Does Your Organization Make a Great First Impression?
The applicant walked up to the construction company door, climbing over piles of dirty snow, wondering if the dirt and water would ruin her shoes. She knocked, and a young woman dressed in jeans and a t-shirt answered. The woman had a toddler perched on her hip.
The owner was running late, she said. She pointed to a slightly dirty sofa for the applicant to sit on.
The applicant observed that the floors were dirty, the walls bare. The open coat closet wouldn’t close because it was stuffed with boxes and baby paraphernalia. When the owner arrived, he was speaking loudly on his cell phone.
Once the interview finally began, the applicant and owner were joined by the employee and her baby, who kept squirming in his mother’s lap, banging on a laptop on the table. She put down the toddler to appease him, whereupon he began to run around beneath the table. When, 15 minutes into the interview, another employee arrived, the owner asked the applicant to sit on the couch again, to make room at the table, and also to restate her background for this new arrival.
Unfortunately, this is a true story. While hundreds of articles exist on the topic of how applicants should present themselves to prospective employers, we think someone needs to talk to business owners about the same thing.
In recent years, the job market has stabilized, and in some cases flipped: Good employees are getting harder to find; the best applicants are receiving multiple job offers. So, how do you get these great candidates to choose your organization over the competition? How do you show your company in its best light?
Think of an applicant's interview as a first date, where, just as happens on a date, you don't get a second chance to make a great first impression. Studies show that you also have only approximately 10 seconds to create a positive picture in the mind of that perspective employee you really want.
So, how do you do that? Going back to our example:
1. Be on time, and prepared.
Don’t keep the applicant waiting. Being late sends a message about personal importance. Being ready to greet the applicant at the appointed time shows respect and sets a positive tone for the interview. Make sure that you have a copy of the applicant’s resume, cover letter and questions you plan to ask printed before the interview. "On time" includes all participants.
2. Dress appropriately.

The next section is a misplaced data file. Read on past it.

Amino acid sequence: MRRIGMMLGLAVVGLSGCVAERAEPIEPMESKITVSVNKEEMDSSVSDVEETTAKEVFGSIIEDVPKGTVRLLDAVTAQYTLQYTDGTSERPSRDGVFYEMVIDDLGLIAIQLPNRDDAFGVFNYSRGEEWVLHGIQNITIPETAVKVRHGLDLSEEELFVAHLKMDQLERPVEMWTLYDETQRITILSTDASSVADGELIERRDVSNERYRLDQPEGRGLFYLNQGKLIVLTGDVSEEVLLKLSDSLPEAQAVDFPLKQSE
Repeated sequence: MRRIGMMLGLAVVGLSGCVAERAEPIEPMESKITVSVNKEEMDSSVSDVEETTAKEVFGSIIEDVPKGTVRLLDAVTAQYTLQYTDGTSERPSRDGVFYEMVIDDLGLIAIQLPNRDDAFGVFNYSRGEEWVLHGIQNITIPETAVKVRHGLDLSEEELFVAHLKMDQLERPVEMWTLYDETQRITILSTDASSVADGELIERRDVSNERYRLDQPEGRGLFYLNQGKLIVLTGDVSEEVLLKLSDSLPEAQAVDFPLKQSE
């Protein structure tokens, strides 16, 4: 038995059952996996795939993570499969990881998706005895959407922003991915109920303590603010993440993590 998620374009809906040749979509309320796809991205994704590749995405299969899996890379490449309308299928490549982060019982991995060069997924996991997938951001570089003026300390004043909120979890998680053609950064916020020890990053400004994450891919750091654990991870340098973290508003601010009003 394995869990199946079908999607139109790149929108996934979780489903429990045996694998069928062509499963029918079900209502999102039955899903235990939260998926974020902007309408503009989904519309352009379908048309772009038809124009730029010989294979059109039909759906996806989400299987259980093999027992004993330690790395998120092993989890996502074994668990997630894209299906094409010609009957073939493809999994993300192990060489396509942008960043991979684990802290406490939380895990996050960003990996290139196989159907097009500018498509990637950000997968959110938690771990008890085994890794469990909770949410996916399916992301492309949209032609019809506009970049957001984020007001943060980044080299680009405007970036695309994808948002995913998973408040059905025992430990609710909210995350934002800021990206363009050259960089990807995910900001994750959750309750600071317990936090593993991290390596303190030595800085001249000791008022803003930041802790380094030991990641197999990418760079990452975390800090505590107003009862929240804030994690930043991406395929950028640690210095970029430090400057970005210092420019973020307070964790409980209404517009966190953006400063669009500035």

If you work in a construction office, you don’t need to wear a suit. However, you are running a business. Both you and your employees should make an effort to dress in "business casual." You applicant most likely will, too.
3. Greet the applicant with a smile and a firm handshake.
A nod and hand signals are obviously not acceptable. Give the applicant your full attention. Look him or her in the eye and smile. Introductions should include everyone’s individual role as it relates to the job to which the applicant is applying.
4. Ensure that your office area is neat and tidy.
It doesn’t cost a lot to keep your office clean. We actually had to tell the owner of the construction firm to sweep the floor and wipe down the table, as well as shovel the sidewalk in front of the building and clear a path.
Make sure you have enough chairs for everyone to sit together. If your office isn’t big enough, find another location to hold your meeting. Even if your business doesn’t cater to the public, there is no excuse for a messy office. Show that your company has personal pride. Applicants want to know that their office area will be a nice place to work.
5. Eliminate distractions.
We understand that a toddler in an office is an extreme -- and perhaps rare -- occasion. But other things can be distracting, as well. Turn off cell phones. Designate someone to answer the company land line, if applicable. Choose a less busy time to hold the interview.
In today’s tough job market, the littlest things may make the difference in your landing the best applicant. You don’t have to spend a lot of money or time to keep your office looking neat and professional. So, look at your environment from the eyes of a potential employee and make appropriate changes.
You only get one chance to create a positive first impression. Don’t blow it.